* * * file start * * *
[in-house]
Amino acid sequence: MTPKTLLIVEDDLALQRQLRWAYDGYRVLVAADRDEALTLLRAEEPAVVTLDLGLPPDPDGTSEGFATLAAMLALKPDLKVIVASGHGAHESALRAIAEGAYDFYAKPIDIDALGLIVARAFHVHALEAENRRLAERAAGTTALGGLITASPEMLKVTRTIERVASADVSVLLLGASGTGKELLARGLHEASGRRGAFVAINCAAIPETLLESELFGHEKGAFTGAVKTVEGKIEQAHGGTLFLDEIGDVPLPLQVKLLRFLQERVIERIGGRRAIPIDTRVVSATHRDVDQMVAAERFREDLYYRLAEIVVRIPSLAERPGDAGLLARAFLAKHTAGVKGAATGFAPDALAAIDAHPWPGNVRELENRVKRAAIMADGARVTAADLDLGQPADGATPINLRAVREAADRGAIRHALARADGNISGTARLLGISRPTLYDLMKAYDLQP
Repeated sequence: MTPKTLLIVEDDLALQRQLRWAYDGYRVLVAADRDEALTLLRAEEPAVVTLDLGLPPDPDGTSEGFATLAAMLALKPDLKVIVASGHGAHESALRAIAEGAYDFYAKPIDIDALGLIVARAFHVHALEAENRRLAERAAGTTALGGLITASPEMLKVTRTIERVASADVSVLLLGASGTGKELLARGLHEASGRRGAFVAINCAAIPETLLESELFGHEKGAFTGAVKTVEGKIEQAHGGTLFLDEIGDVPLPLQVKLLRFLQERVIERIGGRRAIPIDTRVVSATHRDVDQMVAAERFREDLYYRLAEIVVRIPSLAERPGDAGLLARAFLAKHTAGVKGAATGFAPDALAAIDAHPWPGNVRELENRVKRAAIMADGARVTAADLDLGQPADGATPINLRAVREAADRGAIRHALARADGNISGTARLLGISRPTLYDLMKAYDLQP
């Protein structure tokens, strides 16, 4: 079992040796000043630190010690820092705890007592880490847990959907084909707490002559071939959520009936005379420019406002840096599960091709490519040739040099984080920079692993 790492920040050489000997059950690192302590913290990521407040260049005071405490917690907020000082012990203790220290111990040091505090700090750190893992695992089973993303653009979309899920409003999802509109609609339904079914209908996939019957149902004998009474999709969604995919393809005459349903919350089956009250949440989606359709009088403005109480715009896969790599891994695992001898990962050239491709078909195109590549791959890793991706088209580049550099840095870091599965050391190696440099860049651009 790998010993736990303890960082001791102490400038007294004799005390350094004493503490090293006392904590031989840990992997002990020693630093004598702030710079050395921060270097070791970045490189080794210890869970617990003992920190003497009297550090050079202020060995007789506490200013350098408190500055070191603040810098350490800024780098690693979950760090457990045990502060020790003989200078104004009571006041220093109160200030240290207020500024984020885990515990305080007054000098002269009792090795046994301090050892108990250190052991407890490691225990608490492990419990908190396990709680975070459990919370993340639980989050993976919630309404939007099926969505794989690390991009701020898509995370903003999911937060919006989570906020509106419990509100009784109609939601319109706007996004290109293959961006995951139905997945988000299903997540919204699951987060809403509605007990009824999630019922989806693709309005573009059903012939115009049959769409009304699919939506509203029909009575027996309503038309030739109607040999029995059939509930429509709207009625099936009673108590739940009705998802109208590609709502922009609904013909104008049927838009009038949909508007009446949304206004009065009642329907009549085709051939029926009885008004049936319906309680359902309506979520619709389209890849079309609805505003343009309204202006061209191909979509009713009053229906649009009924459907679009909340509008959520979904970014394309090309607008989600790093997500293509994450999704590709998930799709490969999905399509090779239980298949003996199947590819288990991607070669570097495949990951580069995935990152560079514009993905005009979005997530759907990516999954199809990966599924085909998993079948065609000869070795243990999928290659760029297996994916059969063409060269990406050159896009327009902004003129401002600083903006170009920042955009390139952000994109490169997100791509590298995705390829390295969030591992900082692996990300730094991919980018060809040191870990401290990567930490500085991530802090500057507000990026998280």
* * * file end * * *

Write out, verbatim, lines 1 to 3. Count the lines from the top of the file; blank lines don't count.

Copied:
[in-house]
Amino acid sequence: MTPKTLLIVEDDLALQRQLRWAYDGYRVLVAADRDEALTLLRAEEPAVVTLDLGLPPDPDGTSEGFATLAAMLALKPDLKVIVASGHGAHESALRAIAEGAYDFYAKPIDIDALGLIVARAFHVHALEAENRRLAERAAGTTALGGLITASPEMLKVTRTIERVASADVSVLLLGASGTGKELLARGLHEASGRRGAFVAINCAAIPETLLESELFGHEKGAFTGAVKTVEGKIEQAHGGTLFLDEIGDVPLPLQVKLLRFLQERVIERIGGRRAIPIDTRVVSATHRDVDQMVAAERFREDLYYRLAEIVVRIPSLAERPGDAGLLARAFLAKHTAGVKGAATGFAPDALAAIDAHPWPGNVRELENRVKRAAIMADGARVTAADLDLGQPADGATPINLRAVREAADRGAIRHALARADGNISGTARLLGISRPTLYDLMKAYDLQP
Repeated sequence: MTPKTLLIVEDDLALQRQLRWAYDGYRVLVAADRDEALTLLRAEEPAVVTLDLGLPPDPDGTSEGFATLAAMLALKPDLKVIVASGHGAHESALRAIAEGAYDFYAKPIDIDALGLIVARAFHVHALEAENRRLAERAAGTTALGGLITASPEMLKVTRTIERVASADVSVLLLGASGTGKELLARGLHEASGRRGAFVAINCAAIPETLLESELFGHEKGAFTGAVKTVEGKIEQAHGGTLFLDEIGDVPLPLQVKLLRFLQERVIERIGGRRAIPIDTRVVSATHRDVDQMVAAERFREDLYYRLAEIVVRIPSLAERPGDAGLLARAFLAKHTAGVKGAATGFAPDALAAIDAHPWPGNVRELENRVKRAAIMADGARVTAADLDLGQPADGATPINLRAVREAADRGAIRHALARADGNISGTARLLGISRPTLYDLMKAYDLQP